Survey finds chain store pharmacy employees dissatisfied with working conditions

Pharmacist holding tube. Adobe image.

LAWRENCE — A newly published survey reveals that chain store pharmacists and pharmacy technicians were dissatisfied with certain job conditions even before the COVID-19 pandemic increased their stress, and it sheds light on some of the strike actions they've undertaken this year.

The paper, “Pharmacy Work: Intrinsic Motivation and Extrinsic Rewards Across Role and Setting,” was just published in the Journal of the American Pharmacists Association. The co-authors are Angela Gist-Mackey and Cameron Piercy, both associate professors in the University of Kansas Department of Communication Studies, and Jessica Bates, clinical associate professor in the KU School of Pharmacy.

They surveyed 129 pharmacists and 111 pharmacy technicians, asking them 92 questions about their work, including perceptions of their workplace autonomy, competence, relationships, pay satisfaction and benefit satisfaction. The pharmacies in which they worked were categorized into one of three settings: chain store, independent or health care system.

The survey was conducted in 2020, just before COVID-19 pandemic lockdowns were declared across the country and around the world.

“Even before the pandemic, there were stressors in the community-retail sector: just feeling a little undervalued, staff hours constantly being cut, pharmacist overlap hours being cut and additional tasks being added to your workday,” Bates said. “Then with a pandemic and the introduction of a lot more vaccinations into your normal workflow, it really adds to the stress. Plus, people were leaving the health care workforce in general just because of the pandemic, and many had fears of what the illness might do to them personally.”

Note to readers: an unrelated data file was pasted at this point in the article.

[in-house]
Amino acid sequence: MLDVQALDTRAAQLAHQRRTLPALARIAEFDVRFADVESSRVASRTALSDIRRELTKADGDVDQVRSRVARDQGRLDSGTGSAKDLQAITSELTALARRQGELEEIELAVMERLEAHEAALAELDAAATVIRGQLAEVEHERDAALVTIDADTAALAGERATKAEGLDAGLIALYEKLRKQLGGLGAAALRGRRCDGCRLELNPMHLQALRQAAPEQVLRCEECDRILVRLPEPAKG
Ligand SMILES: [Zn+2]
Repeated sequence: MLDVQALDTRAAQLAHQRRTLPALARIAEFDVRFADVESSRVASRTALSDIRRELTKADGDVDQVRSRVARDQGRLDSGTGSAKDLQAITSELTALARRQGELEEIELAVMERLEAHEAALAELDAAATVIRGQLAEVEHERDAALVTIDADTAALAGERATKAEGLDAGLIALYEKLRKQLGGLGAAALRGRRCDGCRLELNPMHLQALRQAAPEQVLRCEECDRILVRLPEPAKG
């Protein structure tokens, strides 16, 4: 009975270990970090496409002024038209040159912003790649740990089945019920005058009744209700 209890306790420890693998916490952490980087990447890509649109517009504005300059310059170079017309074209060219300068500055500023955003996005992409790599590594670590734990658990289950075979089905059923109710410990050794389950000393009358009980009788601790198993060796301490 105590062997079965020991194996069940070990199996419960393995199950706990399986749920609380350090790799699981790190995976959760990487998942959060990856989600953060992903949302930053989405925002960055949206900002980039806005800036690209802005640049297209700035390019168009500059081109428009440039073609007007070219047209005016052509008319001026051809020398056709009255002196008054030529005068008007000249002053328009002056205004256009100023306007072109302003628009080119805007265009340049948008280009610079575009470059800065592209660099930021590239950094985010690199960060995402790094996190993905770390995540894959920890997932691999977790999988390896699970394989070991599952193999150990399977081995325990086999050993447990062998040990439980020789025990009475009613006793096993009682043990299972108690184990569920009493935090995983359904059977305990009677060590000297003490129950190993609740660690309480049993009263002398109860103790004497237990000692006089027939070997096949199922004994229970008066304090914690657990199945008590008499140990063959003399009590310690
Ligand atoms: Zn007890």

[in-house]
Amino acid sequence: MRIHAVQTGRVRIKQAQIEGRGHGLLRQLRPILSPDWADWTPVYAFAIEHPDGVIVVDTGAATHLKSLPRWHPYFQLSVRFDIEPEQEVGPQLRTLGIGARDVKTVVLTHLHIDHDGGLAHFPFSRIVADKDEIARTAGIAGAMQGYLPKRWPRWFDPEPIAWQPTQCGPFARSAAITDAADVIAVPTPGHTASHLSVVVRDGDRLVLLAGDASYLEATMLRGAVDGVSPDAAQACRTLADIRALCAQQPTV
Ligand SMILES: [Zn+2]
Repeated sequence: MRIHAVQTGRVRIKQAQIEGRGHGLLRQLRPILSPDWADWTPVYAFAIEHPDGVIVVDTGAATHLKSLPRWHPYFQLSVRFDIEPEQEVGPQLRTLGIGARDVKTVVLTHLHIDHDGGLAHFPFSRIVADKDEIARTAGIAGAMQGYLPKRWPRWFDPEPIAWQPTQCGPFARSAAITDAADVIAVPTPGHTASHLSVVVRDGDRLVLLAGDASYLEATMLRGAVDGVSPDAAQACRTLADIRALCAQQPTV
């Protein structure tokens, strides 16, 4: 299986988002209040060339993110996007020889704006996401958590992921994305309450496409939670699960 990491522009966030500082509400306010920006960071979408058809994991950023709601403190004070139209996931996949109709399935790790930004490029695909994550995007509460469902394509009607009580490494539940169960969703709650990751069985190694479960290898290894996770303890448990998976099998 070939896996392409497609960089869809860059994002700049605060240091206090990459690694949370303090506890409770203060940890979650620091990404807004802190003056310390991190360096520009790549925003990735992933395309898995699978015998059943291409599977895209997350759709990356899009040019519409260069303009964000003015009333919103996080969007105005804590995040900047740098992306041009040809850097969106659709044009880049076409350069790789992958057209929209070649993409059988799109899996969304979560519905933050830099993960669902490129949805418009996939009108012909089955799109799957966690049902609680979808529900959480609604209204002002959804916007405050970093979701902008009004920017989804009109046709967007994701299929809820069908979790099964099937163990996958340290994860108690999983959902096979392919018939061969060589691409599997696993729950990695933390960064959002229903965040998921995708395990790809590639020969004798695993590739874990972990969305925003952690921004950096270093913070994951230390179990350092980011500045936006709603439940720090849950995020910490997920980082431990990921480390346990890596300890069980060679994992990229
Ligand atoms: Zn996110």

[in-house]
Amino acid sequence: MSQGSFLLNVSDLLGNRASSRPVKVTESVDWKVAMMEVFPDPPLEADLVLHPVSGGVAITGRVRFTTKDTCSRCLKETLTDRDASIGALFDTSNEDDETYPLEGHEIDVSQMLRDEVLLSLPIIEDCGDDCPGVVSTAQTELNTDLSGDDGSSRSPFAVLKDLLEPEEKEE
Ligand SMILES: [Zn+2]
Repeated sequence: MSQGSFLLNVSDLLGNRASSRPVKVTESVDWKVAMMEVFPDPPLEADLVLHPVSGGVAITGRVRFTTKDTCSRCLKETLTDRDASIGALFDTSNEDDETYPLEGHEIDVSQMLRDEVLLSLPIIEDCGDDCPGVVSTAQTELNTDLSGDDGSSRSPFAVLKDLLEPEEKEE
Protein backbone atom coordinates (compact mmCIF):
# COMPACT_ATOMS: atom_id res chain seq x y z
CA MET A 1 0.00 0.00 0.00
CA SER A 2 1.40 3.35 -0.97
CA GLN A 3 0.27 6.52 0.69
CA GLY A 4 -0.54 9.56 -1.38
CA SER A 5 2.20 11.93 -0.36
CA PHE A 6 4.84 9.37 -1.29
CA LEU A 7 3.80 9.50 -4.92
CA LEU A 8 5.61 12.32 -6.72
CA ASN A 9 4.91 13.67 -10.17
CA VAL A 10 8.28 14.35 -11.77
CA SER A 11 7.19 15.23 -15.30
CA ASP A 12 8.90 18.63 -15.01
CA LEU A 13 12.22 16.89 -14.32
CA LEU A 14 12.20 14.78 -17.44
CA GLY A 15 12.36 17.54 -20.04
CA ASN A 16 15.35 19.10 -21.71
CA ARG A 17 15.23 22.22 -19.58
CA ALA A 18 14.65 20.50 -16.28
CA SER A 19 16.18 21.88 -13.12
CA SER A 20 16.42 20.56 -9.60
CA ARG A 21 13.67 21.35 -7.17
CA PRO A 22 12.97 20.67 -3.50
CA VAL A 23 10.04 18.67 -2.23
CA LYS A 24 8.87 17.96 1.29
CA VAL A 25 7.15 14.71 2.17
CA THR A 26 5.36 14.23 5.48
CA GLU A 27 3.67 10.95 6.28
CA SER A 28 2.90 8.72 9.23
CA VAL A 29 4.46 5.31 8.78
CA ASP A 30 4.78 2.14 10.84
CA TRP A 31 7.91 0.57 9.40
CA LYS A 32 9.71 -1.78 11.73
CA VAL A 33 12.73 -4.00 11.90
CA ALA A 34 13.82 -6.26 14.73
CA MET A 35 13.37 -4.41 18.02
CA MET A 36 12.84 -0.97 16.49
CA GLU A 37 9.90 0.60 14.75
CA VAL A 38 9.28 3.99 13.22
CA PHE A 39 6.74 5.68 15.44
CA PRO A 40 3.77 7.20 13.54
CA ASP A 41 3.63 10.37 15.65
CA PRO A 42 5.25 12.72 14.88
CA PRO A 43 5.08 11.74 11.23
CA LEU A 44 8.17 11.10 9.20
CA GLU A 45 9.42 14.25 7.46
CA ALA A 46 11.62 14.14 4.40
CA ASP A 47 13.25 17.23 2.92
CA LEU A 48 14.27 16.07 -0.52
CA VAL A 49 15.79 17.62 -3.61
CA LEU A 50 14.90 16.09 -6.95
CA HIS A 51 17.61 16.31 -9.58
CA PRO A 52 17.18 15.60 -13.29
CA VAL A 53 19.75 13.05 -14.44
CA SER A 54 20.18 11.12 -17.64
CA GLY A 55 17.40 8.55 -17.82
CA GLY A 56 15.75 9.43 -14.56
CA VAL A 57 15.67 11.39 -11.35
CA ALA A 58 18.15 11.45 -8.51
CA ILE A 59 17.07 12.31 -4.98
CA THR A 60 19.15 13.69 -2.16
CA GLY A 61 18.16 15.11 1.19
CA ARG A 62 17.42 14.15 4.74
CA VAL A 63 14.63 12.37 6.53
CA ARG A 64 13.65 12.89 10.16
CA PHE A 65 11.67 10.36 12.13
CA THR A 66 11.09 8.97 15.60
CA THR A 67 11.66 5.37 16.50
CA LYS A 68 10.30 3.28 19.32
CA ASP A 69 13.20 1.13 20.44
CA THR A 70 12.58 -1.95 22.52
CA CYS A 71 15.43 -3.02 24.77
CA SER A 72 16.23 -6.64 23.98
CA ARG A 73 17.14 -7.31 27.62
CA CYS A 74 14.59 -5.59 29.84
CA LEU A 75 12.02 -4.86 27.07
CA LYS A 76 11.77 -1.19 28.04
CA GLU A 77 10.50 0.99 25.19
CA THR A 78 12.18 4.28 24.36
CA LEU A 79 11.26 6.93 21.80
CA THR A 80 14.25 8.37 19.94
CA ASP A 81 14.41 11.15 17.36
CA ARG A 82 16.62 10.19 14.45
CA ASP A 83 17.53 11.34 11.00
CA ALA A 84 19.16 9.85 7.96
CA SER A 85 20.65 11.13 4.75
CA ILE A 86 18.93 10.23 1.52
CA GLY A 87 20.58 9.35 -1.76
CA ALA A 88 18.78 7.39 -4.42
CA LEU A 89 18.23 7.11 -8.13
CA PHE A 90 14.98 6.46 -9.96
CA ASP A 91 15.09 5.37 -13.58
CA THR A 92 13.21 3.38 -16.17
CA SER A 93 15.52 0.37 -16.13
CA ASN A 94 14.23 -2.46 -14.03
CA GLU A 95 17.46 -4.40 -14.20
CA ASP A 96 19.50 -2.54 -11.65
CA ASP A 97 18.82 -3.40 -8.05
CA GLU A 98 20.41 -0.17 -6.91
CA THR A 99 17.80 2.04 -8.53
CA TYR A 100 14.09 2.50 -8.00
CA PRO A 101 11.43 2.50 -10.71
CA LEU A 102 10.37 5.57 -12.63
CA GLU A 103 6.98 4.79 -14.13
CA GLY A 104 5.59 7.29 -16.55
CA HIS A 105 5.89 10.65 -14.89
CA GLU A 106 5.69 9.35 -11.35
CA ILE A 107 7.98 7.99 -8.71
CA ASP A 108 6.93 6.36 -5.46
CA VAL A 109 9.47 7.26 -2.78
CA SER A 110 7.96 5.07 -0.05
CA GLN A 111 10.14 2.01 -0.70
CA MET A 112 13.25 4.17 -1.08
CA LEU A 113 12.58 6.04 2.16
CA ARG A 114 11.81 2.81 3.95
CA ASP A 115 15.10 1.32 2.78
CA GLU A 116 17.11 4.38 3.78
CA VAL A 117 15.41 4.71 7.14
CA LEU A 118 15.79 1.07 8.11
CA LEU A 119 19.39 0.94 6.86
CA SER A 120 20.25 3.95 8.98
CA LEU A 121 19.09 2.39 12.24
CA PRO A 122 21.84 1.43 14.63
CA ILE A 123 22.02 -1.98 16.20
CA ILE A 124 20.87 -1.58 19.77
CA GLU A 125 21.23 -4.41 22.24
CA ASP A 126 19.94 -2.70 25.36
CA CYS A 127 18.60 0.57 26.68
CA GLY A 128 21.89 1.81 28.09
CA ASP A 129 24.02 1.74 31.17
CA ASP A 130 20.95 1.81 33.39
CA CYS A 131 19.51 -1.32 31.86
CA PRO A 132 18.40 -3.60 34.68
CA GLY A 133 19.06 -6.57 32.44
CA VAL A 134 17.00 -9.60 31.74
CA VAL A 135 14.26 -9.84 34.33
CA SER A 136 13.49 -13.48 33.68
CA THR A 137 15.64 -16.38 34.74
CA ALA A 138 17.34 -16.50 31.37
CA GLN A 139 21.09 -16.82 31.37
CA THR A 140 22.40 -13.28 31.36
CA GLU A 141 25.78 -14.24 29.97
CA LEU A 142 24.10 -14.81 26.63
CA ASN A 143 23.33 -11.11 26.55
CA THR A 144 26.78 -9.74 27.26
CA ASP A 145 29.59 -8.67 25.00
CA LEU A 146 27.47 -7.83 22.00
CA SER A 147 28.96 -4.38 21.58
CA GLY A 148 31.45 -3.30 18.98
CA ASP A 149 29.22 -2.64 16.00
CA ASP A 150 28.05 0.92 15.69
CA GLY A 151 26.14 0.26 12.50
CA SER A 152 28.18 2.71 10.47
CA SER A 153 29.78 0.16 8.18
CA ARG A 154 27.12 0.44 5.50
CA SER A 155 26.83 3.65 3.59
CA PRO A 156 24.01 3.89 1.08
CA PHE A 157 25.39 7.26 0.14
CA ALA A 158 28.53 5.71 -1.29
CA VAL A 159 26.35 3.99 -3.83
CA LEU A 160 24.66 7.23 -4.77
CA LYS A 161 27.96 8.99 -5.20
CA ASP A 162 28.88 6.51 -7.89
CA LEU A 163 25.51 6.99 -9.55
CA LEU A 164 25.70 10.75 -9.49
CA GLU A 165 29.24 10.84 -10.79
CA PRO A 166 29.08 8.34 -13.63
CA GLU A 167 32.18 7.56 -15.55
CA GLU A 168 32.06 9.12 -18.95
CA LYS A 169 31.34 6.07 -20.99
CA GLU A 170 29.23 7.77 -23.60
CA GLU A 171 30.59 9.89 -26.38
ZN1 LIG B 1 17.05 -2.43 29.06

Bates said that not only have “lots more vaccinations been given, but the volume of regular prescriptions is continuing to increase as the population ages.”

For Gist-Mackey, “the more compelling finding” is the perception of pay and benefits by chain store workers.

“We asked our participants about their income, and that did not vary across context. But what was really interesting was that chain employees were largely dissatisfied with their compensation and pay, even though they're being equitably compensated,” Gist-Mackey said. “So there is something happening in chain store workplace contexts. ... I would argue it’s likely they feel they're just not being compensated enough to deal with the kinds of things chain pharmacy employees are having to deal with at work. It doesn't seem worth it.”

These findings of relative satisfaction — with both pay and other conditions — were consistent within pharmacy setting, applying to both pharmacists and lower-paid pharmacy technicians.

“We expected, and hypothesized, that pharmacy technicians and the pharmacists would differ a lot,” Piercy said. “But what we found is the setting is the big driving force here. It's not the role that you're in.”

The KU researchers said they initially received some pushback from journal editors, concerned they had exaggerated the influence of the chain store setting in their study. But while in the review process, a series of strikes this fall by CVS and Walgreens pharmacists seemed to soften their objections, Gist-Mackey said.

“It helped us persuade the editorial team that we're not exaggerating those findings around context, that where you're working does matter, and that it is negatively affecting people's work lives, so much so that they were willing to walk out to make a stand for better conditions,” Gist-Mackey said. “We'll see if anything changes.”

Credit: Adobe Images / AS Photo Family

Thu, 12/14/2023


Rick Hellman

Media Contacts

Rick Hellman

KU News Service